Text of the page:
Here are some predictions for Sunday’s NFL playoff games:
Browns (+10) over CHIEFS; Over 57.5
The dangerous oversimplification too many will likely apply to this game goes like this: The Browns shot the moon and expended a considerable amount of physical and emotional energy getting the best of their long-term tormentors, the hated Steelers … and what they may have left in the tank for what many still believe is the scariest team in the league is problematic. Could be right on, no doubt about it, but though it’s hardly impossible, it could be a shade too pat, especially at the asking price.
With isolated exceptions, the Steelers and Ravens have enjoyed the best of it in the AFC North in modern times, but it’s clear the worm’s begun to turn. The Chiefs have consistently done everything but exceed expectations during the second half of the regular season, and must be considered at least potentially vulnerable given the schedule dealt to conference championships. The Chiefs handled the Chargers with extreme casualness in Week 17 then drew their available benefits from their bye week. That’s three weeks between sustained action and anger — which could be dangerous against a hot, improved side with points to prove and beneficiaries of a generous head start.
Though an upset is not impossible, it’s a stretch to expect Cleveland to actually win this game, but Baker Mayfield, Nick Chubb and the boys figure to take plenty of beating. Mayfield’s minimal turnover rate has been a heartening surprise — a good thing, since for much of this season, the best defensive weight on several of this past season’s weeks was adverse weather that kept a few of Cleveland’s foes from doing more damage than might have been expected.
Any need to reiterate the Chiefs’ obvious offensive attributes would be redundant … as would the (wildly positive) history of Chiefs coach Andy Reid off seasonal byes, but the question lingers here about whether close to three full weeks without exposure to intense action might well prove a negative, regarding optimal Kansas City cohesiveness.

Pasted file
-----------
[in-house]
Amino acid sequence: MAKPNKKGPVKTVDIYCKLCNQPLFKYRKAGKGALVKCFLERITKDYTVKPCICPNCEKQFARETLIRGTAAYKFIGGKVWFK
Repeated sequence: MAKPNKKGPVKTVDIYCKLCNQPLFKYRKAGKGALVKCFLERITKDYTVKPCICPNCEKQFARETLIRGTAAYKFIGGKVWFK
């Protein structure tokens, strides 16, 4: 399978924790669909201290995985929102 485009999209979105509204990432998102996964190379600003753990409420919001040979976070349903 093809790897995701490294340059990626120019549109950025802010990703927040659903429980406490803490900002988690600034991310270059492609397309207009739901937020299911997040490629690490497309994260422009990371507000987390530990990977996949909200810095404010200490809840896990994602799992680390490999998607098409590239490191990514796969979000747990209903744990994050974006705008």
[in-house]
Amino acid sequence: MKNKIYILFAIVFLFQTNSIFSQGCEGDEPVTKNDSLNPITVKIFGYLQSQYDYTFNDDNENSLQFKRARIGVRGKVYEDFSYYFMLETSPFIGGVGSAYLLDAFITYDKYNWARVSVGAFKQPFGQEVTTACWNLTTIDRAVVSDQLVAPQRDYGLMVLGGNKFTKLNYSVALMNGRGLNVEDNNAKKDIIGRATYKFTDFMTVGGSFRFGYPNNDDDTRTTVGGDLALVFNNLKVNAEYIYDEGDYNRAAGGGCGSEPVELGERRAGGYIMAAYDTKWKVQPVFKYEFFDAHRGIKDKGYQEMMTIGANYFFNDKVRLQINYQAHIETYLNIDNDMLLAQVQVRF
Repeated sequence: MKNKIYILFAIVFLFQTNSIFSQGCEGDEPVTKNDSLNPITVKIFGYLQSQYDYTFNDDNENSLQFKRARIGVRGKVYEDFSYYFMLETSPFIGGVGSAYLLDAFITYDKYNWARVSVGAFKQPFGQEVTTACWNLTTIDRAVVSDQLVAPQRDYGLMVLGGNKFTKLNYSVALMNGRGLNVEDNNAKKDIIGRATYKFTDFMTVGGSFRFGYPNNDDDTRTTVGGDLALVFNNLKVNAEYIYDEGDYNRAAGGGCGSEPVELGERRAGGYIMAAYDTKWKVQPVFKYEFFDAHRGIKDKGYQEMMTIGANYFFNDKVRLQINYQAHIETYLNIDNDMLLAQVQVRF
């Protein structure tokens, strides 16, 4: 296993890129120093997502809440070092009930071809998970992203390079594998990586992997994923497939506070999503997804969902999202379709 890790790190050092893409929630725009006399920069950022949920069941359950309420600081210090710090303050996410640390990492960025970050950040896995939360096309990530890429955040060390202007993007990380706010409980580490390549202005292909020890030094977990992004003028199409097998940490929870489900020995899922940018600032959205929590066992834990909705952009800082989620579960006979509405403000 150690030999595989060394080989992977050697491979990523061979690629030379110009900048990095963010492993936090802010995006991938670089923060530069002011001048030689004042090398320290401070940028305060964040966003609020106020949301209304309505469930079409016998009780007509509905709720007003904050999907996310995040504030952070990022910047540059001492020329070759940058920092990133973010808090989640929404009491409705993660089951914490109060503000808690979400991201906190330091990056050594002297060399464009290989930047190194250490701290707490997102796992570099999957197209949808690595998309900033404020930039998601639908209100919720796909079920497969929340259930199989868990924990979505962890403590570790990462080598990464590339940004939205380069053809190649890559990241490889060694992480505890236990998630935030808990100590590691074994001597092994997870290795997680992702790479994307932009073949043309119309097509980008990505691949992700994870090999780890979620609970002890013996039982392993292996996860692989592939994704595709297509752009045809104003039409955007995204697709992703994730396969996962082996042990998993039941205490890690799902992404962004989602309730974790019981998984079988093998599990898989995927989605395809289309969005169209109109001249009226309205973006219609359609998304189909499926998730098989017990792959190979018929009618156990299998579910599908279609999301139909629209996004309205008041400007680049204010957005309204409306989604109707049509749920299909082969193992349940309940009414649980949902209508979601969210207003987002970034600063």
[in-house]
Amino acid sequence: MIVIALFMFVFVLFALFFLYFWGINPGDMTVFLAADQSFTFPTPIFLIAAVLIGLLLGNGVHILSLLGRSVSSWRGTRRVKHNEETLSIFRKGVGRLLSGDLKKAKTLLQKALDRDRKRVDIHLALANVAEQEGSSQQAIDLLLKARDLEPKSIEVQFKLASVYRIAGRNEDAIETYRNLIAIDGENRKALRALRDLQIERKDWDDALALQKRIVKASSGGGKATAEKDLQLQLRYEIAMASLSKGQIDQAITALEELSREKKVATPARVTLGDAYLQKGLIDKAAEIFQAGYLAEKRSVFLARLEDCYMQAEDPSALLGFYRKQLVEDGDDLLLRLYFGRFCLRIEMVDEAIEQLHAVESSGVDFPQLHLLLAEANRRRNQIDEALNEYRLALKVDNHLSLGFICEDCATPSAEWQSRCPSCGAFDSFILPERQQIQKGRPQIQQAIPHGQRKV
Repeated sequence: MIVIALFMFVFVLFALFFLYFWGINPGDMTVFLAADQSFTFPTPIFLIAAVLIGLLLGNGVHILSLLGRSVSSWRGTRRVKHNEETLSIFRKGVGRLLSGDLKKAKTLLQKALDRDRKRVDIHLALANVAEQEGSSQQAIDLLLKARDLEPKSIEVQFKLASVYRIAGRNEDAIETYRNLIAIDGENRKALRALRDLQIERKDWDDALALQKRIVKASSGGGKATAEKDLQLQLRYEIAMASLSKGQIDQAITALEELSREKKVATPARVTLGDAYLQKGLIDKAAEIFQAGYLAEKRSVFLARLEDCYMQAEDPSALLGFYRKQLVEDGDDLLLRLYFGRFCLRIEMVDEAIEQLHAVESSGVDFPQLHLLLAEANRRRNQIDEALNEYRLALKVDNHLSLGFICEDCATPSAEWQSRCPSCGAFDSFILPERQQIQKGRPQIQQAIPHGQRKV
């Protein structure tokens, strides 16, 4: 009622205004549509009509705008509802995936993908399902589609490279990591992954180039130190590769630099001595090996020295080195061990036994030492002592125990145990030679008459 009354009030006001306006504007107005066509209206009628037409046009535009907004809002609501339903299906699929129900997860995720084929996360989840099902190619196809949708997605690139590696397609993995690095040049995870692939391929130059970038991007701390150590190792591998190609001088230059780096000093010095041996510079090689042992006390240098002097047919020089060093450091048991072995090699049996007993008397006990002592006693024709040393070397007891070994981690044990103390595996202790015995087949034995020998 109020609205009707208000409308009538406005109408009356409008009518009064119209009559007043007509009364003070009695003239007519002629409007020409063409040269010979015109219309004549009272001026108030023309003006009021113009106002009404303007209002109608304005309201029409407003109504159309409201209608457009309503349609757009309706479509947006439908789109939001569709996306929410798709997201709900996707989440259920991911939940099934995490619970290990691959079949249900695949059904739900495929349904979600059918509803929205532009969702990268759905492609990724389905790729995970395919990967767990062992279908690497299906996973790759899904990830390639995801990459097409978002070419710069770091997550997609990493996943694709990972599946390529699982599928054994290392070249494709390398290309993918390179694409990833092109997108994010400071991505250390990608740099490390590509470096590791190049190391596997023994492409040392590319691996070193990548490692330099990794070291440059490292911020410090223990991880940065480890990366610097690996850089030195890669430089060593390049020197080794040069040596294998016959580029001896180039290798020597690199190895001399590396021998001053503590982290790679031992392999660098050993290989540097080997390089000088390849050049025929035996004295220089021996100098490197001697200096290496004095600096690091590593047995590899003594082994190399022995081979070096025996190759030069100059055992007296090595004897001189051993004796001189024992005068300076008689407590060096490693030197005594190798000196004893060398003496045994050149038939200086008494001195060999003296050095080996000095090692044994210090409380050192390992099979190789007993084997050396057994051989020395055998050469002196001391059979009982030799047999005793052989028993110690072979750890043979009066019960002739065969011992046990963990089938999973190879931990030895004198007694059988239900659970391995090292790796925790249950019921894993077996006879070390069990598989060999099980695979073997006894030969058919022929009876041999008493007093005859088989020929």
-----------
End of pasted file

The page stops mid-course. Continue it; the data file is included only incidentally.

SAINTS (-3) over Buccaneers; Under 53.5
The battle of the venerable warriors — with 43-year-old Tom Brady leading the Bucs against the Saints and Drew Brees, who turned 42 years young Friday. Divisional rivals within the testing NFC South, the Saints swept the regular season hostilities, even paralyzing the Bucs, 38-3, at Tampa Bay in early November. The Bucs hung up wins in their final four games, but the best sides they conquered during that stretch were the Falcons (twice) and the Vikings, neither of whom made the postseason.
Cutting to the chase: The Saints are the most statistically impressive talent collection of any side still remaining in the hunt for the title. With a running game highlighted by (though by no means solely reliant upon) the remarkable Alvin Kamara, New Orleans also fields one of the two best ground defenses still in action. With rare exceptions, Tom Brady has put up a spectacular passing show virtually all season, but Tampa Bay must resist the temptation to overtly rely upon it. The Bucs’ stalwart ground defense essentially serves to persuade opponents to test the secondary through the air, but that pass defense isn’t bulletproof, and we’d expect that a clear-cut Tampa Bay loss would likely be due to air-game defensive breakdowns.
Since we sincerely doubt Brady had been playing possum in his two previous meetings with the Saints, we deem it unlikely he will suddenly be able to engineer an 180-degree turnaround of the Bucs’ offense, which might somehow facilitate a Tampa Bay win, especially in New Orleans. Those franchises that have fielded defenses ranking among the league’s upper crust have frustrated the Bucs throughout this season. We anticipate more of the same, with Brees engineering sufficient offensive success to reach the NFC championship.
Wild-card round: 5-1 sides; 4-2 Over/Unders.